Rising steeply on the northern edge of the town to 300m, this brisk walk up the Hill of Alyth on part of the Cateran Trail along old drove roads and tracks across open grassland will take you about 2 hours.
Once at the top you can enjoy panoramic views south to the fertile farmlands of Strathmore and the Sidlaw Hills and north to the Cairngorm Mountains.
Scottish Outdoor Access Code: know the code before you go
Please use the arrows on left/right side to go to previous/next route
The walk will take you past the site of a pre-Christian Holy Well and onto the largest and most important commonty (area of common land) still in existence in Scotland.
You can continue past the viewpoint down the eastern side of the hill, which will take you back into the town a different way, or return the way you came. You can also learn about the geology of the Hill of Alyth by looking at our geology itinerary here.
Total Distance: 4.4 km
Total Ascent: 170 m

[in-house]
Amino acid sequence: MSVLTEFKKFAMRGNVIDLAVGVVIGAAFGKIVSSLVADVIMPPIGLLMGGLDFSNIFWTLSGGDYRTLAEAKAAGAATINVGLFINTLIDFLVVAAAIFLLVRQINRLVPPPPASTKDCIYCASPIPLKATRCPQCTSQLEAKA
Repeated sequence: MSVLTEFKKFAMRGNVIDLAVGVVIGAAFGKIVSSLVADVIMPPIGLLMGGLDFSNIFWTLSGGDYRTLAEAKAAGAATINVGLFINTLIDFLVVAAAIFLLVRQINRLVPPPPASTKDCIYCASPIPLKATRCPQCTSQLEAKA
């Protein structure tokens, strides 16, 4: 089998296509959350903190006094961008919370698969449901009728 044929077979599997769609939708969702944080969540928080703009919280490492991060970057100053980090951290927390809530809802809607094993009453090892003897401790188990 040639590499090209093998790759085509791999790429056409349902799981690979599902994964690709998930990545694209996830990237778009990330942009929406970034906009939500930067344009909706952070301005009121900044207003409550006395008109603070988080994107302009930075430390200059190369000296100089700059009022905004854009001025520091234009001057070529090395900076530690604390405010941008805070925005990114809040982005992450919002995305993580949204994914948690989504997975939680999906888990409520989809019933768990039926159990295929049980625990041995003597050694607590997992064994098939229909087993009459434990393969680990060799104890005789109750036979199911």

Terrain: Hilly on paths and a short section on the road. Good footwear needed.
Route Category: Straightforward
Walking Time: 1.5 - 2 hrs
Start/Finish: Toutie Square Alyth
OS Grid Ref: NO 24524 48829
Nearest Parking: In town
Key Facilities on Route: Alyth (accommodation, shops, restaurants, cafes)
OS Landranger Map: 53 (or custom Cateran Ecomuseum map)
Start at the top of Toutie Street and follow the Cateran Trail towards Bridge of Cally out of town on the old drove road. The track climbs steeply towards the top of the hill. On the fork take the path to your right and then to the left towards the trig point. The views from here are outstanding on a good day. Follow the track east to a gate, at which you rejoin the Cateran Trail back to Alyth.
Find out more about some of the key Points of Interest below.
Points to visit
Along the way you will find these points of interest:
A walk along an ancient drove road to an historic viewpoint. Rising steeply on the northern edge of the burgh of Alyth to 300m (984ft), the Hill of Alyth provides a brisk walk on part of the Cateran Trail along old drove roads and tracks across...Read more
One of Scotland’s most ancient geological features. The Highland Boundary Fault is a geological fault line that runs across Scotland from Arran in the west to Stonehaven in the east, traversing the southern edge of the Cateran Ecomuseum. Along...Read more